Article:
Requiem for a Dream
Mother Jones has an interview with Loughner classmate Bryce Tierney who says he'd been thinking about offing the "fake" Gifford for a long time. When he heard the news Tierney knew at once who the shooter was. Loughner recorded the progress of his thoughts in a "dream journal", the touchstone for someone who believed that most people were asleep; and that only people like himself were fully awake. He told his friend, "life means nothing." Shortly before he went on his rampage, Loughner left a message for Tierney. "Hey man, it's Jared. Me and you had good times. Peace out. Later."
Evidence is gradually emerging that Loughner was not a "Black Swan", but the whitest of swans. The Washington Post has printed emails from his community college classmates expressing the fear that he would run amuck in class. His professors took him aside. Loughner had several run-ins with the law.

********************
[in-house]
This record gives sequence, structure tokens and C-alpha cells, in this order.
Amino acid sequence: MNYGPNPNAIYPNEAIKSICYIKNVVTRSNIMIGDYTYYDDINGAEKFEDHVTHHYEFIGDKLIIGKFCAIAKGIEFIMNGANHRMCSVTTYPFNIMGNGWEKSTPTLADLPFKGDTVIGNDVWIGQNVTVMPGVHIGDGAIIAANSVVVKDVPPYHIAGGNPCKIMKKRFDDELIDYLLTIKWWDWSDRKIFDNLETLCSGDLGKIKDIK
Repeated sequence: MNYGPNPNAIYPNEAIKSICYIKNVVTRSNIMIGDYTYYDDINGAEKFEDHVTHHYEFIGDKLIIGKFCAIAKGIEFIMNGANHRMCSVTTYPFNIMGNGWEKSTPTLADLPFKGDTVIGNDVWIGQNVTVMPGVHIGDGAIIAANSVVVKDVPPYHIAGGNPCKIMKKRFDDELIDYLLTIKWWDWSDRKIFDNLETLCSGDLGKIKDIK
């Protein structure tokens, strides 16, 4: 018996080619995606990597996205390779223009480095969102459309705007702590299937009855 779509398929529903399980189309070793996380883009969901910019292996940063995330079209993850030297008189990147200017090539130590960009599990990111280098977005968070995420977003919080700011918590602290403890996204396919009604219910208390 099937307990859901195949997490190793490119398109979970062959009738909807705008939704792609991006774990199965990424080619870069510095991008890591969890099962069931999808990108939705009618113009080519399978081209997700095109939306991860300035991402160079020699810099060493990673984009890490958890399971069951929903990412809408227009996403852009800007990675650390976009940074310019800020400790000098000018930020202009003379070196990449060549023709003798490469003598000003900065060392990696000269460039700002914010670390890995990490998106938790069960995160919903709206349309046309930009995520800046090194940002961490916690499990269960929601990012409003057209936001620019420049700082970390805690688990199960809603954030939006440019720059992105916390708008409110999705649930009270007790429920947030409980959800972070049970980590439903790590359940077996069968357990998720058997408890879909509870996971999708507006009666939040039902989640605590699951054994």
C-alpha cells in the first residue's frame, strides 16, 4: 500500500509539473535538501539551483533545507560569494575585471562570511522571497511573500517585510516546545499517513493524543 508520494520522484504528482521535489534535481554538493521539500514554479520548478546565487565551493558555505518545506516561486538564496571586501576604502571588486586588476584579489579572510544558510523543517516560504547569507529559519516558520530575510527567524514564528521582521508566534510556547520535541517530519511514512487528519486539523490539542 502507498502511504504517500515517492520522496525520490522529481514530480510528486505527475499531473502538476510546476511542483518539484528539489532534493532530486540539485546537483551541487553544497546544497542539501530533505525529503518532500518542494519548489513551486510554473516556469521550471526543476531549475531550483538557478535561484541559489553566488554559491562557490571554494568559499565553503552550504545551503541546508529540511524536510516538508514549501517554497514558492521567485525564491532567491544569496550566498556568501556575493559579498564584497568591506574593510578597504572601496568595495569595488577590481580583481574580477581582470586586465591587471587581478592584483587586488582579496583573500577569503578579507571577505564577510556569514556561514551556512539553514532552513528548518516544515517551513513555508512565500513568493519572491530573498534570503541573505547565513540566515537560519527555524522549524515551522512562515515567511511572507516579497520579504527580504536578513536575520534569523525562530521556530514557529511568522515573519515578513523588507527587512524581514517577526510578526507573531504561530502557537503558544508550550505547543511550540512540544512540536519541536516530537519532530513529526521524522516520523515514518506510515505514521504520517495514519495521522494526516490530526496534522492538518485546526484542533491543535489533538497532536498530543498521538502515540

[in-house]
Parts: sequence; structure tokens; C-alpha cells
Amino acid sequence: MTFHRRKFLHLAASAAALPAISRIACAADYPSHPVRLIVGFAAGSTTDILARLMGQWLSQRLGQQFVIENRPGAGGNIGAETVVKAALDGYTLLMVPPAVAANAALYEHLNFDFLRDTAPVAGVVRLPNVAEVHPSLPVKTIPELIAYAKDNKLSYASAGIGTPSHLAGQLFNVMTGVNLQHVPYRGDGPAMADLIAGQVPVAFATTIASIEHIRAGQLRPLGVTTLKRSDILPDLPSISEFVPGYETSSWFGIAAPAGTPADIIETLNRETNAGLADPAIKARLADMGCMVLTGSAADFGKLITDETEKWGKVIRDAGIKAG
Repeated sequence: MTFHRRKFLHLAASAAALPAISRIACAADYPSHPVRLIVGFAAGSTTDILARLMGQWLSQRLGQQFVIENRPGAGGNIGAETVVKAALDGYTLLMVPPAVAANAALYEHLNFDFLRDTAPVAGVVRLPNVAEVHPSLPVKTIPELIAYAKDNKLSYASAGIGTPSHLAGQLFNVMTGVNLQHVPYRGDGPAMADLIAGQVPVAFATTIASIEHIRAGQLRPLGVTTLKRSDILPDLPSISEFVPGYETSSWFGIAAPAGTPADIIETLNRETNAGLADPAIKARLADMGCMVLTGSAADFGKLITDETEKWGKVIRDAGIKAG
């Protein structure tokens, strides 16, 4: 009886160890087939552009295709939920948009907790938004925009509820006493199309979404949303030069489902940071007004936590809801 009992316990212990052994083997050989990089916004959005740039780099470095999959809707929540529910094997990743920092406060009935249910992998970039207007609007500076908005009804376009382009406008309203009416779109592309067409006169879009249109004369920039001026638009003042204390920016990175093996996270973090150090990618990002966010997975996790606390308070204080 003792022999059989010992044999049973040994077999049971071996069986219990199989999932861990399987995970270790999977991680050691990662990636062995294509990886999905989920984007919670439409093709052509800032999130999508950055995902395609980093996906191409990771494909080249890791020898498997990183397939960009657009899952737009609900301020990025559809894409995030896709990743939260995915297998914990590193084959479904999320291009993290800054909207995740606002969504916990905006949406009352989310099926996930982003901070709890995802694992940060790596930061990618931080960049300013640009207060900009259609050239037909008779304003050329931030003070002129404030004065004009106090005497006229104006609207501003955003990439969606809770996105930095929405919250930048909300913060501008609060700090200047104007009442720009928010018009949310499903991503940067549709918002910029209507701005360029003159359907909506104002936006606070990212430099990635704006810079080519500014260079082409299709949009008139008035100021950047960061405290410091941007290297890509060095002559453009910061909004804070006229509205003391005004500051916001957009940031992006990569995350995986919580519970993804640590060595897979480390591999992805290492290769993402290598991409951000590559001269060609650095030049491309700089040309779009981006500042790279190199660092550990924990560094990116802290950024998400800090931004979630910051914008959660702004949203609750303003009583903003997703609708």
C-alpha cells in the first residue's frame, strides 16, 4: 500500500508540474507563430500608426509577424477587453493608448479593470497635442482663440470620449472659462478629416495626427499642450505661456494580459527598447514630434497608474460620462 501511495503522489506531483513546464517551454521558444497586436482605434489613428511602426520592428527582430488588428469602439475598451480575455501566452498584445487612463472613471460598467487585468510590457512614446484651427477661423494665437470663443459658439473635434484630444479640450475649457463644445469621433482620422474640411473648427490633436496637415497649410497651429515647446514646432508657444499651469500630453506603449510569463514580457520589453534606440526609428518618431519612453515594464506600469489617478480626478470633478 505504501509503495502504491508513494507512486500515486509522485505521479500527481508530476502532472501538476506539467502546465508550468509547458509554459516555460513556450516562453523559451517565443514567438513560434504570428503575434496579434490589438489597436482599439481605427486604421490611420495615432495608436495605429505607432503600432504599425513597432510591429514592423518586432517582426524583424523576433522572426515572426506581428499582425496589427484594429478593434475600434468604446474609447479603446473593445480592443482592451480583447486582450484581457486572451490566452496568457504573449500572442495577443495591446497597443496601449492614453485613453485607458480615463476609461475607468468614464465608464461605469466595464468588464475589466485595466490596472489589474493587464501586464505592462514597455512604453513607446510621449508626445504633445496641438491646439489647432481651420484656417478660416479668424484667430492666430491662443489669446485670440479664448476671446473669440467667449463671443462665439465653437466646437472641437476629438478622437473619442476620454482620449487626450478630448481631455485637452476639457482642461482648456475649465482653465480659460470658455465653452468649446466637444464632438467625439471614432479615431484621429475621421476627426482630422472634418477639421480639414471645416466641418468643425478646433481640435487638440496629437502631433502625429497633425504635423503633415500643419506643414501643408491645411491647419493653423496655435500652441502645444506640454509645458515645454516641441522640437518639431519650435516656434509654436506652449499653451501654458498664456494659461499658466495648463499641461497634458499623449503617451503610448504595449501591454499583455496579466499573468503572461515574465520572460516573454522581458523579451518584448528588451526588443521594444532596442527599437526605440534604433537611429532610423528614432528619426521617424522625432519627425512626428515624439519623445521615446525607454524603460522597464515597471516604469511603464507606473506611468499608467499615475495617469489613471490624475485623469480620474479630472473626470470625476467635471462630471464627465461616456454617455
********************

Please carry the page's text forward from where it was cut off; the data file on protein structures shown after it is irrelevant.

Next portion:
He had a skull-shrine at home.
Everyone saw something coming, yet no one took decisive action. Part of the problem may been the normalization of crazy behavior. When weird is cool and "conscious dreaming" evokes the Matrix and the movie Inception rather than the arrival of the funny farm wagon the line between madness and eccentricity gets a little blurred.
Things are always clearer in 20-20 hindsight, but are there any set of rules that can reliably anticipate the next wacko? Or is this kind of thing just an occupational hazard of the modern world?
Link to Wretchard's novel "No Way In" print edition